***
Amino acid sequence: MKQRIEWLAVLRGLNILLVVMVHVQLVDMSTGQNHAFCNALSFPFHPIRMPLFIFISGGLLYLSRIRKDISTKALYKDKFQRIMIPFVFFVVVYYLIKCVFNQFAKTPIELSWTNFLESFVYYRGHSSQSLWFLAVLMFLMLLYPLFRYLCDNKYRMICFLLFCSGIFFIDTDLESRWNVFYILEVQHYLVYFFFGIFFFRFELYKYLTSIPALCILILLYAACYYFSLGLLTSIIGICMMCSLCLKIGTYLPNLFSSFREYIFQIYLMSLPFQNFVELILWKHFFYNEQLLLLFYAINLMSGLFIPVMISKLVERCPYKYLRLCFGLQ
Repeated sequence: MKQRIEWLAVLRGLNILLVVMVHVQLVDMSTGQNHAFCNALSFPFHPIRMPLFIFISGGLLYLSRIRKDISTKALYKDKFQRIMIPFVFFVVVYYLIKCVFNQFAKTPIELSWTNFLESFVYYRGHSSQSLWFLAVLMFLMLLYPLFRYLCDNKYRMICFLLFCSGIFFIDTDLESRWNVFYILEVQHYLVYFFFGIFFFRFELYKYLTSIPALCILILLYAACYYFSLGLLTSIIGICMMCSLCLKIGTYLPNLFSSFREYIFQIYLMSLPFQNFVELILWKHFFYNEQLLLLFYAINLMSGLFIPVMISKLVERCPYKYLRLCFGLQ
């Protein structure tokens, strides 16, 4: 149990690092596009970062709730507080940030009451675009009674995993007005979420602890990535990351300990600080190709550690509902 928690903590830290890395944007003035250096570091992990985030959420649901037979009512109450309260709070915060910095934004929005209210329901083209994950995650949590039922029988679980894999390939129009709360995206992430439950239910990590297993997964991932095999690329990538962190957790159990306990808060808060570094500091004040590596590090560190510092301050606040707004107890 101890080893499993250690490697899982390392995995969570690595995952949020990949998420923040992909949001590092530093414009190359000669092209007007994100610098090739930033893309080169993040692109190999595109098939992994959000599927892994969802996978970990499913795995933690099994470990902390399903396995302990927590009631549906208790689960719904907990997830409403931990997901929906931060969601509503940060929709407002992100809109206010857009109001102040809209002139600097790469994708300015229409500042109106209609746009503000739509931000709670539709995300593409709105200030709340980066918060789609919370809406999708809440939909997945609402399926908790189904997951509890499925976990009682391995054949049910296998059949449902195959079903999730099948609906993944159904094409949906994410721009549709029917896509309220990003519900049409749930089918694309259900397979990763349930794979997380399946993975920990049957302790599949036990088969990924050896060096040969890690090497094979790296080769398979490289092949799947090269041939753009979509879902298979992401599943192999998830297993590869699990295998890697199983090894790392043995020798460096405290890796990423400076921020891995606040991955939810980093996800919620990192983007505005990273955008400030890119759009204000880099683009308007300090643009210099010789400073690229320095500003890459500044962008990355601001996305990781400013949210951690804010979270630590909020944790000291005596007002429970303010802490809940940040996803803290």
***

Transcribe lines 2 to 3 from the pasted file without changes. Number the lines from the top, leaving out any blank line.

Repeated sequence: MKQRIEWLAVLRGLNILLVVMVHVQLVDMSTGQNHAFCNALSFPFHPIRMPLFIFISGGLLYLSRIRKDISTKALYKDKFQRIMIPFVFFVVVYYLIKCVFNQFAKTPIELSWTNFLESFVYYRGHSSQSLWFLAVLMFLMLLYPLFRYLCDNKYRMICFLLFCSGIFFIDTDLESRWNVFYILEVQHYLVYFFFGIFFFRFELYKYLTSIPALCILILLYAACYYFSLGLLTSIIGICMMCSLCLKIGTYLPNLFSSFREYIFQIYLMSLPFQNFVELILWKHFFYNEQLLLLFYAINLMSGLFIPVMISKLVERCPYKYLRLCFGLQ
């Protein structure tokens, strides 16, 4: 149990690092596009970062709730507080940030009451675009009674995993007005979420602890990535990351300990600080190709550690509902 928690903590830290890395944007003035250096570091992990985030959420649901037979009512109450309260709070915060910095934004929005209210329901083209994950995650949590039922029988679980894999390939129009709360995206992430439950239910990590297993997964991932095999690329990538962190957790159990306990808060808060570094500091004040590596590090560190510092301050606040707004107890 101890080893499993250690490697899982390392995995969570690595995952949020990949998420923040992909949001590092530093414009190359000669092209007007994100610098090739930033893309080169993040692109190999595109098939992994959000599927892994969802996978970990499913795995933690099994470990902390399903396995302990927590009631549906208790689960719904907990997830409403931990997901929906931060969601509503940060929709407002992100809109206010857009109001102040809209002139600097790469994708300015229409500042109106209609746009503000739509931000709670539709995300593409709105200030709340980066918060789609919370809406999708809440939909997945609402399926908790189904997951509890499925976990009682391995054949049910296998059949449902195959079903999730099948609906993944159904094409949906994410721009549709029917896509309220990003519900049409749930089918694309259900397979990763349930794979997380399946993975920990049957302790599949036990088969990924050896060096040969890690090497094979790296080769398979490289092949799947090269041939753009979509879902298979992401599943192999998830297993590869699990295998890697199983090894790392043995020798460096405290890796990423400076921020891995606040991955939810980093996800919620990192983007505005990273955008400030890119759009204000880099683009308007300090643009210099010789400073690229320095500003890459500044962008990355601001996305990781400013949210951690804010979270630590909020944790000291005596007002429970303010802490809940940040996803803290």